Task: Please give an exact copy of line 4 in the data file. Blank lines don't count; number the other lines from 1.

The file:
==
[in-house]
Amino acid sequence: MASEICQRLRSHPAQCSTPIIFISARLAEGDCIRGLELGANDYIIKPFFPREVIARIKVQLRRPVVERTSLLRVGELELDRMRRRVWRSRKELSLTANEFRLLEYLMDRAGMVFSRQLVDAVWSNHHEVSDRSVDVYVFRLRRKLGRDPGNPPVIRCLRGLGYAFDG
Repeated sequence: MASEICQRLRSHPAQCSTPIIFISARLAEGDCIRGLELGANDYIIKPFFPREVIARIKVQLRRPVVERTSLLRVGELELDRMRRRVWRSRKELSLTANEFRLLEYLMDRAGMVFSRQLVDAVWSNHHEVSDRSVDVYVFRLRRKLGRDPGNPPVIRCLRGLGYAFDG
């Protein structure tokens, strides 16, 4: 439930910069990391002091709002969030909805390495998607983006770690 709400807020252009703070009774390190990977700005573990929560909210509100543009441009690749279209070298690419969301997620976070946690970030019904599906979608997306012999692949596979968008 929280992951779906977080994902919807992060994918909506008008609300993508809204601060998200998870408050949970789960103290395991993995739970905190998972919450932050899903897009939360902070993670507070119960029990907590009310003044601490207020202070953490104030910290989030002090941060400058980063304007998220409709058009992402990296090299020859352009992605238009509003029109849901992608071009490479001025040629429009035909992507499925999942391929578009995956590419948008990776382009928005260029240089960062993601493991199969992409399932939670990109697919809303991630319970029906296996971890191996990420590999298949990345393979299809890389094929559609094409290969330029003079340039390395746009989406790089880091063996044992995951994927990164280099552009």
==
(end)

């Protein structure tokens, strides 16, 4: 439930910069990391002091709002969030909805390495998607983006770690 709400807020252009703070009774390190990977700005573990929560909210509100543009441009690749279209070298690419969301997620976070946690970030019904599906979608997306012999692949596979968008 929280992951779906977080994902919807992060994918909506008008609300993508809204601060998200998870408050949970789960103290395991993995739970905190998972919450932050899903897009939360902070993670507070119960029990907590009310003044601490207020202070953490104030910290989030002090941060400058980063304007998220409709058009992402990296090299020859352009992605238009509003029109849901992608071009490479001025040629429009035909992507499925999942391929578009995956590419948008990776382009928005260029240089960062993601493991199969992409399932939670990109697919809303991630319970029906296996971890191996990420590999298949990345393979299809890389094929559609094409290969330029003079340039390395746009989406790089880091063996044992995951994927990164280099552009």